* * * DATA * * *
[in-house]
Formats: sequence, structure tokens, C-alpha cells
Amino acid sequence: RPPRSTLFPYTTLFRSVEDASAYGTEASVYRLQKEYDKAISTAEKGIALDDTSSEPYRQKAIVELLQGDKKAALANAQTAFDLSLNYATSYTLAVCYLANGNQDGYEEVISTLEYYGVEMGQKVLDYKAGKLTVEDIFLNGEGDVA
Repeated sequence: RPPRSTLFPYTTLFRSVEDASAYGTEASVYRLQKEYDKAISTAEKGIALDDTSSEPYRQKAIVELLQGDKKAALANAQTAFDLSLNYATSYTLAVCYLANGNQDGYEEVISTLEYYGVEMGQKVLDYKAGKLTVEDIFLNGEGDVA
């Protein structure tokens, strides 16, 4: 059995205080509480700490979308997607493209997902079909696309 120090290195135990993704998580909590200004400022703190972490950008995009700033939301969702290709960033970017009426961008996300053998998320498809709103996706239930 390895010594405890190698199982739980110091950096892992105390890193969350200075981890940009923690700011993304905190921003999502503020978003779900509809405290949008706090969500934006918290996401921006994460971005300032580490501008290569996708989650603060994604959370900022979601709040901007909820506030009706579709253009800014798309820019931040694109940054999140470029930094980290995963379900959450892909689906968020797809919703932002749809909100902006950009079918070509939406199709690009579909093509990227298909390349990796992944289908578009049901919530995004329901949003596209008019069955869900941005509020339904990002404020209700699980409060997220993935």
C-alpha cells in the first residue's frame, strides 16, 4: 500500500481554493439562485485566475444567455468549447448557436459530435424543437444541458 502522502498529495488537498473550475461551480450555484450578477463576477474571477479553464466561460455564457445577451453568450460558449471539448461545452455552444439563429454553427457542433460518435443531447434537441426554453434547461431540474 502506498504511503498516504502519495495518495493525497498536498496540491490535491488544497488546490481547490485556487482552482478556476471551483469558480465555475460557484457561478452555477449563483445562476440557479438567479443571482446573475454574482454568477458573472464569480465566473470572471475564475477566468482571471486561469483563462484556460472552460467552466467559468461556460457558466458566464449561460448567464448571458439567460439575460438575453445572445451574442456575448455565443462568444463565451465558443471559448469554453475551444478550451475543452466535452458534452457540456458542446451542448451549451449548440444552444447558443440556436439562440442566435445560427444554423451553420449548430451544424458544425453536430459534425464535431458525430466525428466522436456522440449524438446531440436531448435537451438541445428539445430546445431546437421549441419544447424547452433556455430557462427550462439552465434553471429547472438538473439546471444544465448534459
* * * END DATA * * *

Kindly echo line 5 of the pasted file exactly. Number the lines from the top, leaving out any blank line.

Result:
């Protein structure tokens, strides 16, 4: 059995205080509480700490979308997607493209997902079909696309 120090290195135990993704998580909590200004400022703190972490950008995009700033939301969702290709960033970017009426961008996300053998998320498809709103996706239930 390895010594405890190698199982739980110091950096892992105390890193969350200075981890940009923690700011993304905190921003999502503020978003779900509809405290949008706090969500934006918290996401921006994460971005300032580490501008290569996708989650603060994604959370900022979601709040901007909820506030009706579709253009800014798309820019931040694109940054999140470029930094980290995963379900959450892909689906968020797809919703932002749809909100902006950009079918070509939406199709690009579909093509990227298909390349990796992944289908578009049901919530995004329901949003596209008019069955869900941005509020339904990002404020209700699980409060997220993935």